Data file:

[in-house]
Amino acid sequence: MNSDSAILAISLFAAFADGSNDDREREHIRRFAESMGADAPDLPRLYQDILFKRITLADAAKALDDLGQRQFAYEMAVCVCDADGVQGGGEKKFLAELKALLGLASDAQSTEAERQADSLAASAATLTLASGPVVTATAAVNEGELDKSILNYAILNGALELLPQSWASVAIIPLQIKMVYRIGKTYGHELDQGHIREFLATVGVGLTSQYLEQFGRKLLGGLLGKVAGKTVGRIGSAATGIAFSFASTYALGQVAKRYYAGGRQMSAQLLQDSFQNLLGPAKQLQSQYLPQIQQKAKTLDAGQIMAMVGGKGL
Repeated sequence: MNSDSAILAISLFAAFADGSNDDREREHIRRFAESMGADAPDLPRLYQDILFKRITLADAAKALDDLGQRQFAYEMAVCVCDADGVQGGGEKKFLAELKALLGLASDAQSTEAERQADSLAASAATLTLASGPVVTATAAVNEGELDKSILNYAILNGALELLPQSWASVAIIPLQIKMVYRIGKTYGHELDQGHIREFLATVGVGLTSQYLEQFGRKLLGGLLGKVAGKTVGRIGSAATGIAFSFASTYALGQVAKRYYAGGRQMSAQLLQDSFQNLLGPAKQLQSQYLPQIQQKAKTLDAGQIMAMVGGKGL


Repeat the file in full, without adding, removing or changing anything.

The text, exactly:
[in-house]
Amino acid sequence: MNSDSAILAISLFAAFADGSNDDREREHIRRFAESMGADAPDLPRLYQDILFKRITLADAAKALDDLGQRQFAYEMAVCVCDADGVQGGGEKKFLAELKALLGLASDAQSTEAERQADSLAASAATLTLASGPVVTATAAVNEGELDKSILNYAILNGALELLPQSWASVAIIPLQIKMVYRIGKTYGHELDQGHIREFLATVGVGLTSQYLEQFGRKLLGGLLGKVAGKTVGRIGSAATGIAFSFASTYALGQVAKRYYAGGRQMSAQLLQDSFQNLLGPAKQLQSQYLPQIQQKAKTLDAGQIMAMVGGKGL
Repeated sequence: MNSDSAILAISLFAAFADGSNDDREREHIRRFAESMGADAPDLPRLYQDILFKRITLADAAKALDDLGQRQFAYEMAVCVCDADGVQGGGEKKFLAELKALLGLASDAQSTEAERQADSLAASAATLTLASGPVVTATAAVNEGELDKSILNYAILNGALELLPQSWASVAIIPLQIKMVYRIGKTYGHELDQGHIREFLATVGVGLTSQYLEQFGRKLLGGLLGKVAGKTVGRIGSAATGIAFSFASTYALGQVAKRYYAGGRQMSAQLLQDSFQNLLGPAKQLQSQYLPQIQQKAKTLDAGQIMAMVGGKGL